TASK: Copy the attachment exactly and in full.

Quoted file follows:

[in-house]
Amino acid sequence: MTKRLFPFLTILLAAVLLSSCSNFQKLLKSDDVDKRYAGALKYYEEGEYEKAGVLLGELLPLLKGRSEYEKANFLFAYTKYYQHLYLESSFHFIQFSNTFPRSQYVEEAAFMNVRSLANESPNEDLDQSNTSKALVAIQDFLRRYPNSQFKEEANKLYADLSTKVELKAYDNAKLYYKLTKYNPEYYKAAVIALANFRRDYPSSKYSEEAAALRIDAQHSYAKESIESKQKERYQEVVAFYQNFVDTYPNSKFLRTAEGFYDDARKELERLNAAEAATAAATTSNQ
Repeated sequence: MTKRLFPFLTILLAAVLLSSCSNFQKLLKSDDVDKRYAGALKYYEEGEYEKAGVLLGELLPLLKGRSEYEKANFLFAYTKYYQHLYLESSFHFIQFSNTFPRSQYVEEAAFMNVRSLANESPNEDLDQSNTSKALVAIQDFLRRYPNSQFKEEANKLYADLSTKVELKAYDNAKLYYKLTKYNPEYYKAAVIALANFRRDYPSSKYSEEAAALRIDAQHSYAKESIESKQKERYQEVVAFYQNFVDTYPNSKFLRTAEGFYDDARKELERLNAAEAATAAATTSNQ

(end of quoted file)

[in-house]
Amino acid sequence: MTKRLFPFLTILLAAVLLSSCSNFQKLLKSDDVDKRYAGALKYYEEGEYEKAGVLLGELLPLLKGRSEYEKANFLFAYTKYYQHLYLESSFHFIQFSNTFPRSQYVEEAAFMNVRSLANESPNEDLDQSNTSKALVAIQDFLRRYPNSQFKEEANKLYADLSTKVELKAYDNAKLYYKLTKYNPEYYKAAVIALANFRRDYPSSKYSEEAAALRIDAQHSYAKESIESKQKERYQEVVAFYQNFVDTYPNSKFLRTAEGFYDDARKELERLNAAEAATAAATTSNQ
Repeated sequence: MTKRLFPFLTILLAAVLLSSCSNFQKLLKSDDVDKRYAGALKYYEEGEYEKAGVLLGELLPLLKGRSEYEKANFLFAYTKYYQHLYLESSFHFIQFSNTFPRSQYVEEAAFMNVRSLANESPNEDLDQSNTSKALVAIQDFLRRYPNSQFKEEANKLYADLSTKVELKAYDNAKLYYKLTKYNPEYYKAAVIALANFRRDYPSSKYSEEAAALRIDAQHSYAKESIESKQKERYQEVVAFYQNFVDTYPNSKFLRTAEGFYDDARKELERLNAAEAATAAATTSNQ